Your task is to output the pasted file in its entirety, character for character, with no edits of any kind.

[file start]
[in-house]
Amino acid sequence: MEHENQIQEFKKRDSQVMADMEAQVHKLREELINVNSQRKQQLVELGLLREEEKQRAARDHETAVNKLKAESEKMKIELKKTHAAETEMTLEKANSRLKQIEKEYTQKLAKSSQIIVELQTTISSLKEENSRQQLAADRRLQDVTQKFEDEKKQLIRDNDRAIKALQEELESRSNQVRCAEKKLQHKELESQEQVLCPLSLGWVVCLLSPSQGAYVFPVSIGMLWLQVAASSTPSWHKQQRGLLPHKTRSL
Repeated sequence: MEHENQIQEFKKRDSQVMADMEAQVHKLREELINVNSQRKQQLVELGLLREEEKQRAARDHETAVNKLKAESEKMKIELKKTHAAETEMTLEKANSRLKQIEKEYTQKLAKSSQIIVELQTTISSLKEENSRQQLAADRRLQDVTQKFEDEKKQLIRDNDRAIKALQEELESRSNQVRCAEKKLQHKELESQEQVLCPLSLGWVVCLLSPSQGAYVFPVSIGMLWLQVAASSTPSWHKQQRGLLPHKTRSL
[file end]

[in-house]
Amino acid sequence: MEHENQIQEFKKRDSQVMADMEAQVHKLREELINVNSQRKQQLVELGLLREEEKQRAARDHETAVNKLKAESEKMKIELKKTHAAETEMTLEKANSRLKQIEKEYTQKLAKSSQIIVELQTTISSLKEENSRQQLAADRRLQDVTQKFEDEKKQLIRDNDRAIKALQEELESRSNQVRCAEKKLQHKELESQEQVLCPLSLGWVVCLLSPSQGAYVFPVSIGMLWLQVAASSTPSWHKQQRGLLPHKTRSL
Repeated sequence: MEHENQIQEFKKRDSQVMADMEAQVHKLREELINVNSQRKQQLVELGLLREEEKQRAARDHETAVNKLKAESEKMKIELKKTHAAETEMTLEKANSRLKQIEKEYTQKLAKSSQIIVELQTTISSLKEENSRQQLAADRRLQDVTQKFEDEKKQLIRDNDRAIKALQEELESRSNQVRCAEKKLQHKELESQEQVLCPLSLGWVVCLLSPSQGAYVFPVSIGMLWLQVAASSTPSWHKQQRGLLPHKTRSL